What do I want to do with my life? It’s a question all of us think about at one point or another.

For some, the answer comes easily. For others, it takes a lifetime to figure out.

It’s easy to just go through the motions and continue to do what’s comfortable and familiar. But for those of you who seek fulfillment, who want to do more, these questions will help you paint a clearer picture of what you want to do with your life.

1. What are the things I’m most passionate about?

The first step to living a more fulfilling life is to think about the things that you’re passionate about.

What do you love? What fulfills you? What “work” do you do that doesn’t feel like work? Maybe you enjoy writing, maybe you love working with animals or maybe you have a knack for photography.

The point is, figure out what you love doing, then do more of it.

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2. What are my greatest accomplishments in life so far?

Think about your past experiences and the things in your life you’re most proud of.

How did those accomplishments make you feel? Pretty darn good, right? So why not try and emulate those experiences and feelings?

If you ran a marathon once and loved the feeling you had afterwards, start training for another one. If your child grew up to be a star athlete or musician because of your teachings, then be a coach or mentor for other kids.

Continue to do the things that have been most fulfilling for you.

3. If my life had absolutely no limits, what would I choose to have and what would I choose to do?

Here’s a cool exercise: Think about what you would do if you had no limits.

If you had all the money and time in the world, where would you go? What would you do? Who would you spend time with?

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These answers can help you figure out what you want to do with your life. It doesn’t mean you need millions of dollars to be happy though.

What it does mean is answering these questions will help you set goals to reach certain milestones and create a path toward happiness and fulfillment. Which leads to our next question …

4. What are my goals in life?

Goals are a necessary component to set you up for a happy future. So answer these questions:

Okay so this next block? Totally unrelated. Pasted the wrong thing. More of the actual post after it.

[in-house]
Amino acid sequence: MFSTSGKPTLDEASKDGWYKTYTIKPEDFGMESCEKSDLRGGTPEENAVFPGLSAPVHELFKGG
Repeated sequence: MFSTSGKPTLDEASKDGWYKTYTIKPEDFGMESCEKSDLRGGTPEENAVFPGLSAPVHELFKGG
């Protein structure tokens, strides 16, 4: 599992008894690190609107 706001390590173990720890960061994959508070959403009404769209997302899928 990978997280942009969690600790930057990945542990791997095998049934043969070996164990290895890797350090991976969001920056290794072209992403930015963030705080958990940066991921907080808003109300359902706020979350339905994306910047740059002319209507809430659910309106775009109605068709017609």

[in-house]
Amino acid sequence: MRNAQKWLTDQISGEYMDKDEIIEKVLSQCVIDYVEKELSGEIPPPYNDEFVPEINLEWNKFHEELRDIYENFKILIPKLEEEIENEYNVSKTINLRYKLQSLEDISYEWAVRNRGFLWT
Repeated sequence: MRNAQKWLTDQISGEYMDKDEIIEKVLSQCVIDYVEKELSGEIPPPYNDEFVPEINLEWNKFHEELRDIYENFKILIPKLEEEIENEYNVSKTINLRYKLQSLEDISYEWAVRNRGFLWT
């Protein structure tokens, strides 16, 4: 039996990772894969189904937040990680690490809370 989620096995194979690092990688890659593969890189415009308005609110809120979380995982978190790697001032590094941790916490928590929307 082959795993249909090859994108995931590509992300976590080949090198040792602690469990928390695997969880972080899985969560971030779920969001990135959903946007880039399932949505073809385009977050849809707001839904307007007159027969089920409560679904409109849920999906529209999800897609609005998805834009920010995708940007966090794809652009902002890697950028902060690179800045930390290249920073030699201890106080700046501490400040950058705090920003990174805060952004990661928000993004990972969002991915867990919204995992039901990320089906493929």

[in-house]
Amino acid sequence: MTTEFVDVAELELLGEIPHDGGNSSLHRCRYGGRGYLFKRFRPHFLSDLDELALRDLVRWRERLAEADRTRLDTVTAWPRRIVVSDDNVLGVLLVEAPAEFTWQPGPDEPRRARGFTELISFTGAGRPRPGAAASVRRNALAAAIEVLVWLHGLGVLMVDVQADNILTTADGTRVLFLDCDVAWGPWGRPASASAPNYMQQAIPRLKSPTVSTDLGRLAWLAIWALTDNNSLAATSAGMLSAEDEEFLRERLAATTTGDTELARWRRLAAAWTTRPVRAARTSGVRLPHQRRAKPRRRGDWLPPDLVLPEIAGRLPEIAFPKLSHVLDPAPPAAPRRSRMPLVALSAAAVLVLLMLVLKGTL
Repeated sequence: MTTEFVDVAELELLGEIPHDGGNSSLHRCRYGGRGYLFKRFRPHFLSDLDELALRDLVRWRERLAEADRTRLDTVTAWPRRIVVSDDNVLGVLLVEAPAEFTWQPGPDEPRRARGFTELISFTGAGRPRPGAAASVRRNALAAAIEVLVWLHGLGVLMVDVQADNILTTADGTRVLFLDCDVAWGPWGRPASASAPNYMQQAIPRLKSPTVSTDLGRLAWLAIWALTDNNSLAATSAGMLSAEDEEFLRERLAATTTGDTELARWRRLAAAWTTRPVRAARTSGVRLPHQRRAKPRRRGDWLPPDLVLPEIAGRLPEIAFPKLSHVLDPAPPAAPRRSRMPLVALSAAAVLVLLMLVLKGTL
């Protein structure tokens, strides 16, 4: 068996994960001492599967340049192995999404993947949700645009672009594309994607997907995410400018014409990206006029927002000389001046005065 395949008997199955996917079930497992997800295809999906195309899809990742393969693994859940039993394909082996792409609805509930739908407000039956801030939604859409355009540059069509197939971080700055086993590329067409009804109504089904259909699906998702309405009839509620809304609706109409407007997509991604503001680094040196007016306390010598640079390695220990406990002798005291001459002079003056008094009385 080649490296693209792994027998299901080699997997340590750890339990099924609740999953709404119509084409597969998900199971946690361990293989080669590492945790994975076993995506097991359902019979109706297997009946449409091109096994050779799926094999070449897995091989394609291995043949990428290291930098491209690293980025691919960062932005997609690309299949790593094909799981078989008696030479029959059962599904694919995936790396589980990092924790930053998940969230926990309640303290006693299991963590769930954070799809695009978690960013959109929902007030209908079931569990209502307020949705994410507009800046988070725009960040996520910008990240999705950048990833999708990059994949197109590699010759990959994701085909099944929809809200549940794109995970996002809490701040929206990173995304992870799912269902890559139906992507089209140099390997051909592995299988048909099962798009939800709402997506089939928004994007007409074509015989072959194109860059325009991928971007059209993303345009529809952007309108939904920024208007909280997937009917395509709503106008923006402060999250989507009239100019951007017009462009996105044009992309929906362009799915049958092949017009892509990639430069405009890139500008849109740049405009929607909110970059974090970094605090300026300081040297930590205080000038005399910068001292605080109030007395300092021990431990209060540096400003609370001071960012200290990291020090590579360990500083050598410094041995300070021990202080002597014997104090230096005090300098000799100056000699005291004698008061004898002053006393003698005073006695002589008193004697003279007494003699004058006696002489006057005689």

Once you figure out the answers to each of these, you’ll have a much better idea of what you should do with your life.

5. Whom do I admire most in the world?

Following the path of successful people can set you up for success.

Think about the people you respect and admire most. What are their best qualities? Why do you respect them? What can you learn from them?

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You’re the average of the 5 people you spend the most time with.[1] So don’t waste your time with people who hold you back from achieving your dreams.

Spend more time with happy, successful, optimistic people and you’ll become one of them.

6. What do I not like to do?

An important part of figuring out what you want to do with your life is honestly assessing what you don’t want to do.

What are the things you despise? What bugs you the most about your current job?

Maybe you hate meetings even though you sit through 6 hours of them every day. If that’s the case, find a job where you can work more independently.

The point is, if you want something to change in your life, you need to take action. Which leads to our final question …

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7. How hard am I willing to work to get what I want?

Great accomplishments never come easy. If you want to do great things with your life, you’re going to have to make a great effort. That will probably mean putting in more hours the average person, getting outside your comfort zone and learning as much as you can to achieve as much as you can.

But here’s the cool part: it’s often the journey that is the most fulfilling part. It’s during these seemingly small, insignificant moments that you’ll often find that “aha” moments that helps you answer the question,

“What do I want to do with my life?”

So take the first step toward improving your life. You won’t regret it.

Featured photo credit: Andrew Ly via unsplash.com

Reference